Silver Chips Online

"The Bounty Hunter" misses the target

Overcomplicated action plot muddles romance

By Masha Lafen, Online Sports and Entertainment Editor
March 21, 2010
"The Bounty Hunter" from director Andy Tennant ("Hitch") spends its time hunting for a solution to conflicts the genre evokes. A romantic comedy, action flick and crime drama can be a successful blend, but not in this ultimately disappointing kiss and chase film.

The Bounty Hunter

(released March 19, 2010)
Gerard Butler plays a bounty hunter after his ex-wife, Jennifer Aniston, in "The Bounty Hunter." Courtesy of Sony Pictures
Chips Rating:
2 stars

User Rating:
0 stars Votes: 1
Gerard Butler plays a bounty hunter after his ex-wife, Jennifer Aniston, in The Bounty Hunter.
Gerard Butler plays a bounty hunter named Milo Boyd who must pick up his bail-jumping ex-wife, Nicole Hurley, and bring her back to jail. Nicole Hurley (Jennifer Aniston) is a successful reporter investigating a murder cover-up that involves kidnappers, drug dealers and possibly the police. Working to uncover her story, she becomes the target for vicious criminals as she also runs from her bounty hunting ex-husband. Boyd himself has accumulated a substantial gambling debt and is followed by bumbling Atlantic City casino loan sharks. As this complicated chase begins, Boyd and Hurley rekindle their romance and attempt to fight off their pursuers.

The plot of this film is disappointing. Advertised as a quirky take on a romantic comedy, the complicated web of villains is more akin to a mystery or spy thriller than anything else.

Earl Mahler (Peter Greene) is the dead-eyed tight-skinned villain who looks like he's come right out of mob central casting. A terrifying source of evil, his performance unbalances audience appreciation for the love story embedded in this crime film. The romantic and action-based portions of the film do not complement each other. Only one plotline can advance at once at the expense of the other. Many times, the scenes are too stressful for romantic humor to garner audience sympathy.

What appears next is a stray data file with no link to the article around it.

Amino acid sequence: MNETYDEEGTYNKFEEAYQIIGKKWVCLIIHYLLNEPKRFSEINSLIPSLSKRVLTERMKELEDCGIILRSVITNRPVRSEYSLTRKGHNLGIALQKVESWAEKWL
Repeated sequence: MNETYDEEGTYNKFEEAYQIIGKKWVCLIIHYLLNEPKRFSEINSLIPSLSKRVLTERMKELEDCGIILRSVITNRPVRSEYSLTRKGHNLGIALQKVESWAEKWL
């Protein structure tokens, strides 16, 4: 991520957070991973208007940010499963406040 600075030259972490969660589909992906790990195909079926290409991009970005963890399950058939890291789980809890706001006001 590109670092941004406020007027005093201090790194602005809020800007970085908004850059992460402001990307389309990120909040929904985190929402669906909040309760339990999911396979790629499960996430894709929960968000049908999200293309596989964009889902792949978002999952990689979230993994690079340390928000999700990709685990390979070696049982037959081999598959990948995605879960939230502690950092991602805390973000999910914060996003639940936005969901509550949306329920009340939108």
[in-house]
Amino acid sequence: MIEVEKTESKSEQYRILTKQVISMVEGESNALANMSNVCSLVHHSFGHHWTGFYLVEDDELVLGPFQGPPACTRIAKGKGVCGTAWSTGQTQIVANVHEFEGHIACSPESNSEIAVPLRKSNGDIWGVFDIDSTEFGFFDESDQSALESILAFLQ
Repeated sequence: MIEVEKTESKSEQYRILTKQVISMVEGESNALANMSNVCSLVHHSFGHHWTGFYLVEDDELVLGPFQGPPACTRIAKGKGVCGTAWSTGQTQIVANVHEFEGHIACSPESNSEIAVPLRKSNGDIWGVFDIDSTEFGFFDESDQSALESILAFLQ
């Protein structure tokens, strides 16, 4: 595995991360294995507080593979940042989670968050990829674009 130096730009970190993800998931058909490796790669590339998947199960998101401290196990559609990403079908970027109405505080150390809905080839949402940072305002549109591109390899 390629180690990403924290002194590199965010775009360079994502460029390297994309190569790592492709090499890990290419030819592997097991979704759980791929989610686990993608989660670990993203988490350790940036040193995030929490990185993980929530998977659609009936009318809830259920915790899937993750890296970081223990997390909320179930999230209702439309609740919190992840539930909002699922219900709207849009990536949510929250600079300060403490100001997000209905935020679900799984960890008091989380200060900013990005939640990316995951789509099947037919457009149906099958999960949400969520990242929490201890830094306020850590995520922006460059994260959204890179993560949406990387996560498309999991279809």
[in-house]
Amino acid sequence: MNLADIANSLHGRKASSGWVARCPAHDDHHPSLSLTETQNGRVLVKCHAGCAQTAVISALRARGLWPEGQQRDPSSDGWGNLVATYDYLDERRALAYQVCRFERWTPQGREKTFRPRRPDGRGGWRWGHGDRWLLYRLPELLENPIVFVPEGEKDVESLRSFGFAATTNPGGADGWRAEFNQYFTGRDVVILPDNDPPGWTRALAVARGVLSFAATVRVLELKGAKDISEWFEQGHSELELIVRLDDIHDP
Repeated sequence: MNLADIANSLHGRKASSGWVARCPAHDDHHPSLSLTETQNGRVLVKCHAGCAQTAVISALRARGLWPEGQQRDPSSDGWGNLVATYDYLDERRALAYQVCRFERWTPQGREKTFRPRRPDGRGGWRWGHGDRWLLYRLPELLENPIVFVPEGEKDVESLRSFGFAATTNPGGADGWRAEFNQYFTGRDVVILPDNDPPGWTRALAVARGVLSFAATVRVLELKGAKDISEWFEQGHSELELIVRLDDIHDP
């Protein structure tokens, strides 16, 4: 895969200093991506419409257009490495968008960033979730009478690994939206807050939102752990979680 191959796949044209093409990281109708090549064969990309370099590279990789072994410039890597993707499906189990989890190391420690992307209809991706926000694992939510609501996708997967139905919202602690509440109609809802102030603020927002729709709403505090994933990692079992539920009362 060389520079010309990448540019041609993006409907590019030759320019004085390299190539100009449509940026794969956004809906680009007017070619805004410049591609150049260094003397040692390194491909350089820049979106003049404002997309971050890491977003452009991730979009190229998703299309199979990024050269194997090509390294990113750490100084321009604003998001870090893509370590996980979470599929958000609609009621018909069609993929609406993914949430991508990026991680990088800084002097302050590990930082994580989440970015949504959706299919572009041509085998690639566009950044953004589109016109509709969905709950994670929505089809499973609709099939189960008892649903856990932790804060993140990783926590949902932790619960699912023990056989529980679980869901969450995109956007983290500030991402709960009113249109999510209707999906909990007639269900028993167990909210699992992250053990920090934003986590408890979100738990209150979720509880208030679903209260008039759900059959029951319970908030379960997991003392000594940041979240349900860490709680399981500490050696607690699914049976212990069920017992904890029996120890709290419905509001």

When the screenwriting does afford a few jokes, it pans out as dull and should have been replaced by a segment of Aniston and Butler racing in the car chase with the shiny black SUV. Comic relief is often assigned to Stewart (Jason Sudeikis), Nicole's obsessively smitten coworker whose. Sadly, his goofy prep style is as lame as any of the punch lines that he delivers.

However, Aniston and Butler are likeable, talented actors trapped in a movie where the complicated plot drains the chemistry from their onscreen relationship. Butler and Aniston play a recently divorced couple sick of each other after an intense but short honeymoon period. Their relationship has no depth, so it's hard to see why the couple fell in love or why they would ever get back together. The action-driven plot overclouds the solution to their problems.

What does brighten "The Bounty Hunter" is the soundtrack which somehow manages what the plot does not - to animate and unite this sputtering romantic crime drama. But overall, it's better to save your money for a more authentic action romance.

"The Bounty Hunter" (110 minutes) is rated PG-13 for sexual content including suggestive comments, language and some violence. Now playing in theaters everywhere.

http://silverchips.mbhs.edu/story/10011